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updated 2/27/2013 8:51:31 AM ET 2013-02-27T13:51:31

Parents, consider this your official heads-up on a new-to-the-U.S. app that shows where your kids are and let's them video chat with absolutely anyone, anywhere.

WeChat, a free app from Shenzhen, China, available for the majority of smartphones, has the potential to become a hit in the U.S. because of an unprecedented combination of features, including video, recorded voice and text chats to individuals and groups. (It's already the second-biggest social network in China and boasts 300 million users worldwide.)

The 17+ warning that appears with every download should be taken seriously. WeChat pinpoints users' locations to within yards and shares that information with friends and strangers. In fact, one of the most memorable features of WeChat is its "Shake Shake" — shake your phone, and you'll hear a sound like a pair of maracas. In a second or two, a profile page and chat window appear for a stranger some specified distance from you — as close as several hundred yards.

According to the rating, WeChat earned its age restriction for "frequent/intense sexual content or nudity."

WeChat is not just a conversation app. It combines the social networking features of  Facebook Messenger  (users in the U.S. must sign up with Facebook), Instagram-like photo streams (complete with filters) and walkie-talkie communications. About the only thing it doesn't offer is  SnapChat's  self-destructing messages. WeChat stores them for as long as people want.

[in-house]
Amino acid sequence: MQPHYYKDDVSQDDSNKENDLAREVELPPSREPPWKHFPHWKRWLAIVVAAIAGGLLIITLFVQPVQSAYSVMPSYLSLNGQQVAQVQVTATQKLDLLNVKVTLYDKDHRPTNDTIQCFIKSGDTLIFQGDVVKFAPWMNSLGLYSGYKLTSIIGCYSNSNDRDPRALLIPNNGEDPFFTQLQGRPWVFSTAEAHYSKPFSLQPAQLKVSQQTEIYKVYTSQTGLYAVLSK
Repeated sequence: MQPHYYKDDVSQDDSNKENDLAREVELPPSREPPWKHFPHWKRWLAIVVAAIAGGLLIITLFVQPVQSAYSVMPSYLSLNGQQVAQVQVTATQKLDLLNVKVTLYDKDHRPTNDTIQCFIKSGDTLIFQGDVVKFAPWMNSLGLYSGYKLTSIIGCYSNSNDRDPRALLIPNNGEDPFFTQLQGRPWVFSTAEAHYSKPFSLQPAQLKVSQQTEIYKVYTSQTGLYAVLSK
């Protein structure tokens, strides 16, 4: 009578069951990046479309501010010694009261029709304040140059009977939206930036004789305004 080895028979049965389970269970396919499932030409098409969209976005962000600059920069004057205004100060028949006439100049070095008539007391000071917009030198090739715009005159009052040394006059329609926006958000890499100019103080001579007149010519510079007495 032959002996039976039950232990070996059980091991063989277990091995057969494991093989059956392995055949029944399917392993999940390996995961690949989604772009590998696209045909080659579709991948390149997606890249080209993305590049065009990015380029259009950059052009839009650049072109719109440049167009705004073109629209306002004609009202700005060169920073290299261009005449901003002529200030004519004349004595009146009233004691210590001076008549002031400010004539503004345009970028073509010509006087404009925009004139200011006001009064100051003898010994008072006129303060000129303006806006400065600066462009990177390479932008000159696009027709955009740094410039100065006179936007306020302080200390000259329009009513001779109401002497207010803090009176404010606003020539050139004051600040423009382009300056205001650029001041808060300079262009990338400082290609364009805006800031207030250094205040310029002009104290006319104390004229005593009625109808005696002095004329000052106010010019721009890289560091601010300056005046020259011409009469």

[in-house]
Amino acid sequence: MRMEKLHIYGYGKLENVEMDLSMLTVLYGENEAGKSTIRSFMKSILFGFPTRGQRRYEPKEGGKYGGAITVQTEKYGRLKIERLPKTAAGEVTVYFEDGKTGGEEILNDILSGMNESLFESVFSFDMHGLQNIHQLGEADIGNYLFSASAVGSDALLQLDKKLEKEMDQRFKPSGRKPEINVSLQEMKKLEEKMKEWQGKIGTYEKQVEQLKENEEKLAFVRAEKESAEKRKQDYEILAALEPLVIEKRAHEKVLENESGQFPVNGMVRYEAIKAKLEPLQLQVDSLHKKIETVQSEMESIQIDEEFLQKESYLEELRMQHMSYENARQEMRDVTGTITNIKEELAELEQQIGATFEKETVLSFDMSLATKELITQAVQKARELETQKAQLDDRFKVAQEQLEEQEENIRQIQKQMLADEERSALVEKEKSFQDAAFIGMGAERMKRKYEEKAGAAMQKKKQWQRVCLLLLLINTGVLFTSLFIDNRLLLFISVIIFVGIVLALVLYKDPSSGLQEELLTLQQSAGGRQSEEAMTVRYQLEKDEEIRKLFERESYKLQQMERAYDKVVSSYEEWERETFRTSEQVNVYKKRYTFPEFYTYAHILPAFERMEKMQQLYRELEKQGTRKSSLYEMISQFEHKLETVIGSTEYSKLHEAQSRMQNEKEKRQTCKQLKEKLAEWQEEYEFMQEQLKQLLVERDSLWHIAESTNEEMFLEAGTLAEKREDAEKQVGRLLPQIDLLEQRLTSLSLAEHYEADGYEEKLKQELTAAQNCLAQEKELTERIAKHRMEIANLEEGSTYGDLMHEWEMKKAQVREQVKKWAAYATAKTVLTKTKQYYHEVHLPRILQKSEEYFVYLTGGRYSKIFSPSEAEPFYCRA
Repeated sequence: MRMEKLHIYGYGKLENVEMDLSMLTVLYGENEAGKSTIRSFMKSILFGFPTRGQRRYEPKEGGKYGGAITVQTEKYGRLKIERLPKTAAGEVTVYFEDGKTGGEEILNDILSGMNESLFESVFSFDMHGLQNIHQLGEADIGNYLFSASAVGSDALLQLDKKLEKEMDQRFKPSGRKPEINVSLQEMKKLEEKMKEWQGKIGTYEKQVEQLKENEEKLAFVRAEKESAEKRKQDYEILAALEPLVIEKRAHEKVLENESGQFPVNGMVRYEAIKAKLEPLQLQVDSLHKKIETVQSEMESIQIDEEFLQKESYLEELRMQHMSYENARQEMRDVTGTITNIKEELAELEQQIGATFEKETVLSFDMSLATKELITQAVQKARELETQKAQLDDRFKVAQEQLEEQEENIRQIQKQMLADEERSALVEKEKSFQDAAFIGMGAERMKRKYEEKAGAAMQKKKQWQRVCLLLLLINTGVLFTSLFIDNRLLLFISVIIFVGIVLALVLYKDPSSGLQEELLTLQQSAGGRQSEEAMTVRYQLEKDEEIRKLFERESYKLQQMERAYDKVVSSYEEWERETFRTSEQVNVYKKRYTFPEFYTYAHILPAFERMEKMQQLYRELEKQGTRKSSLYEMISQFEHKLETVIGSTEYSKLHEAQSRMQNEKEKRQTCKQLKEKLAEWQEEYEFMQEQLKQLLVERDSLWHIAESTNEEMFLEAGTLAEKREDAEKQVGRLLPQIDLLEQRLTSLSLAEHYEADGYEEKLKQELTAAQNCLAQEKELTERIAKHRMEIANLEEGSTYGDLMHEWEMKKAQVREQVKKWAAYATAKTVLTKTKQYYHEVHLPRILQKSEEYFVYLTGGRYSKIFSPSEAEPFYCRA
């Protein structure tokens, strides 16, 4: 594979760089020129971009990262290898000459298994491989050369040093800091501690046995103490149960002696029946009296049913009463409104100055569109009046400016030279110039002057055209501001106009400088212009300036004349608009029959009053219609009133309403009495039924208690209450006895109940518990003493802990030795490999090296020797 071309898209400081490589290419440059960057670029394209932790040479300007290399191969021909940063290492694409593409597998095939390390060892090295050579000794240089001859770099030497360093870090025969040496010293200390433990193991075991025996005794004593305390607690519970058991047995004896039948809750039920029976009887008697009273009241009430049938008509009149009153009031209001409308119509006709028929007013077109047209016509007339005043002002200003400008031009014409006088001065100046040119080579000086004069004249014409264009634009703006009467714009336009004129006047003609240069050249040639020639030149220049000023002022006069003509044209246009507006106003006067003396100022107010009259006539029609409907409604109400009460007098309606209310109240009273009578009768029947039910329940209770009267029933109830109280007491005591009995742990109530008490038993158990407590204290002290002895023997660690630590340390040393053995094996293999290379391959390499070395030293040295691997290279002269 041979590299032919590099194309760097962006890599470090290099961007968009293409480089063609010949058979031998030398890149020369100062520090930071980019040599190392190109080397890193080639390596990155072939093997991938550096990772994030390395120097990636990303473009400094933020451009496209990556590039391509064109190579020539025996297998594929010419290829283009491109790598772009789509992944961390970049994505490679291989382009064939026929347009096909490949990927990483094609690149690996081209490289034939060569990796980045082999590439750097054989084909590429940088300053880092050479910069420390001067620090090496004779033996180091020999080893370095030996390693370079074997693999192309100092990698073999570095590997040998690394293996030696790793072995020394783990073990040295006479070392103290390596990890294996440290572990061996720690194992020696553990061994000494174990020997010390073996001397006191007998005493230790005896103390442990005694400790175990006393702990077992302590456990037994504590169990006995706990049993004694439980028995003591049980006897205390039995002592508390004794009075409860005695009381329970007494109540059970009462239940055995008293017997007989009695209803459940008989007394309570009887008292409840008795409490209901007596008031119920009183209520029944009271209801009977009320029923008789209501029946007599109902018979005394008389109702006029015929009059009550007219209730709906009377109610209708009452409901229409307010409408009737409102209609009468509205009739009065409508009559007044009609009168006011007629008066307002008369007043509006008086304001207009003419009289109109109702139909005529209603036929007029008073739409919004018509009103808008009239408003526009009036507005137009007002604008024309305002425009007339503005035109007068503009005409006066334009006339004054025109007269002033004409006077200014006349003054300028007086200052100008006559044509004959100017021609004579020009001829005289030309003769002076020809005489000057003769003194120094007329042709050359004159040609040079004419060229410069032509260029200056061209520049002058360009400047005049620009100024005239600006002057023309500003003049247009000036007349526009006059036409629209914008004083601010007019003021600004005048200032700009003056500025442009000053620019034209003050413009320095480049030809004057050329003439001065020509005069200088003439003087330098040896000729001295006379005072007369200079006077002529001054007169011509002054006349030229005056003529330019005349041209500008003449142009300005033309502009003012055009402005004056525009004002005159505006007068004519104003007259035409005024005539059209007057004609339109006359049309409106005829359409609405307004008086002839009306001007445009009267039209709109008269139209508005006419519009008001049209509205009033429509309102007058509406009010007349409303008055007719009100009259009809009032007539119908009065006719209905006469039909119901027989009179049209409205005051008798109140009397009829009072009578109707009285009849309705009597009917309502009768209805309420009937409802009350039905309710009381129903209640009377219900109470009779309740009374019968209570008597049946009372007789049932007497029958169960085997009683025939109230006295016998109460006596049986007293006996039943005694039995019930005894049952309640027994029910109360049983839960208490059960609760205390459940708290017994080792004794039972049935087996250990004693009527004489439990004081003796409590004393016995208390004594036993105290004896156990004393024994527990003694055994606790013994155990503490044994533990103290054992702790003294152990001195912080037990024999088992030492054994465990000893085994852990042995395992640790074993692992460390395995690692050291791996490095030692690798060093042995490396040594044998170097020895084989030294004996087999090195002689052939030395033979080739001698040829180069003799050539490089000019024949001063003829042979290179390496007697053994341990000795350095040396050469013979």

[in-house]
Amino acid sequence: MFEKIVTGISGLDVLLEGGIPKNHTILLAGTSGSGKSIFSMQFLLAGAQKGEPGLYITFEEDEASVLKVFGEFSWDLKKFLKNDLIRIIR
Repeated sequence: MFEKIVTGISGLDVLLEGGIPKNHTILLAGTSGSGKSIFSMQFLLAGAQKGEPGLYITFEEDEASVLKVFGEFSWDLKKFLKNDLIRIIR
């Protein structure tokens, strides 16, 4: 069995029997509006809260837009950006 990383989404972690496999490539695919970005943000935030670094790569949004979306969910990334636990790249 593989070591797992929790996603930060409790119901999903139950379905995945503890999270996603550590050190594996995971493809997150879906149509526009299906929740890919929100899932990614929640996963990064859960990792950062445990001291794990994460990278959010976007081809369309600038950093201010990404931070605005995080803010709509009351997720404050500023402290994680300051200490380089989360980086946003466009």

In addition to "Shake," WeChat offers several other ways to  connect with strangers

"Look Around" shows users who are close to you. You'll see a list of people, an icon for male or female and their distance (in yards or miles) from you. Tap on names to open profile pages that include the last 10 photos posted. To start chatting, tap "Send a greeting."

"Message in a bottle" is a playful feature that allows you to type or record a voice message and then throw it out to the sea of WeChat users to find. A few tries resulted in messages from Hong Kong, Turkey and Saudi Arabia. (No translation is available.)

Like with any social networking app, WeChat's popularity will hinge on how many users jump on board. But with all it offers, WeChat may catch on like wildfire with teens and younger kids in the same way that SnapChat and  Vine  have.

WeChat offers an amazing collection of features to socialize and share. But the talk-to-stranger aspect of "Shake" and "Look Around," should give parents pause.

Follow TechNewsDaily on Twitter  @TechNewsDaily, or on  Facebook. Follow Leslie Meredith  @lesliemeredith

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